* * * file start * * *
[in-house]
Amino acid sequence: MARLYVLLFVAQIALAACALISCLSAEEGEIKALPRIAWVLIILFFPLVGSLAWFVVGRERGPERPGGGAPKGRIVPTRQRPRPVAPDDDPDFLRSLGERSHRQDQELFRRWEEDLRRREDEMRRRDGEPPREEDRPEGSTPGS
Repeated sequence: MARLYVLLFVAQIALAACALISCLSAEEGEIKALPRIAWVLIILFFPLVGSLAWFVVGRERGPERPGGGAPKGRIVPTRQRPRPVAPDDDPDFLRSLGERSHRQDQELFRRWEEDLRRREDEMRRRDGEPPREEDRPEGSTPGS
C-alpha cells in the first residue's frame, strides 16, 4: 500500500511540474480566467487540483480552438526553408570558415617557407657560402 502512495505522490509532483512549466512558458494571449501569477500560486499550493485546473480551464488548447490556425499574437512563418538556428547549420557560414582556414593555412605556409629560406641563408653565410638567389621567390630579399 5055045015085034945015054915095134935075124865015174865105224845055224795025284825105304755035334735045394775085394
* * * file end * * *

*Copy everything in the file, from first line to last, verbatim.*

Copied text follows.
[in-house]
Amino acid sequence: MARLYVLLFVAQIALAACALISCLSAEEGEIKALPRIAWVLIILFFPLVGSLAWFVVGRERGPERPGGGAPKGRIVPTRQRPRPVAPDDDPDFLRSLGERSHRQDQELFRRWEEDLRRREDEMRRRDGEPPREEDRPEGSTPGS
Repeated sequence: MARLYVLLFVAQIALAACALISCLSAEEGEIKALPRIAWVLIILFFPLVGSLAWFVVGRERGPERPGGGAPKGRIVPTRQRPRPVAPDDDPDFLRSLGERSHRQDQELFRRWEEDLRRREDEMRRRDGEPPREEDRPEGSTPGS
C-alpha cells in the first residue's frame, strides 16, 4: 500500500511540474480566467487540483480552438526553408570558415617557407657560402 502512495505522490509532483512549466512558458494571449501569477500560486499550493485546473480551464488548447490556425499574437512563418538556428547549420557560414582556414593555412605556409629560406641563408653565410638567389621567390630579399 5055045015085034945015054915095134935075124865015174865105224845055224795025284825105304755035334735045394775085394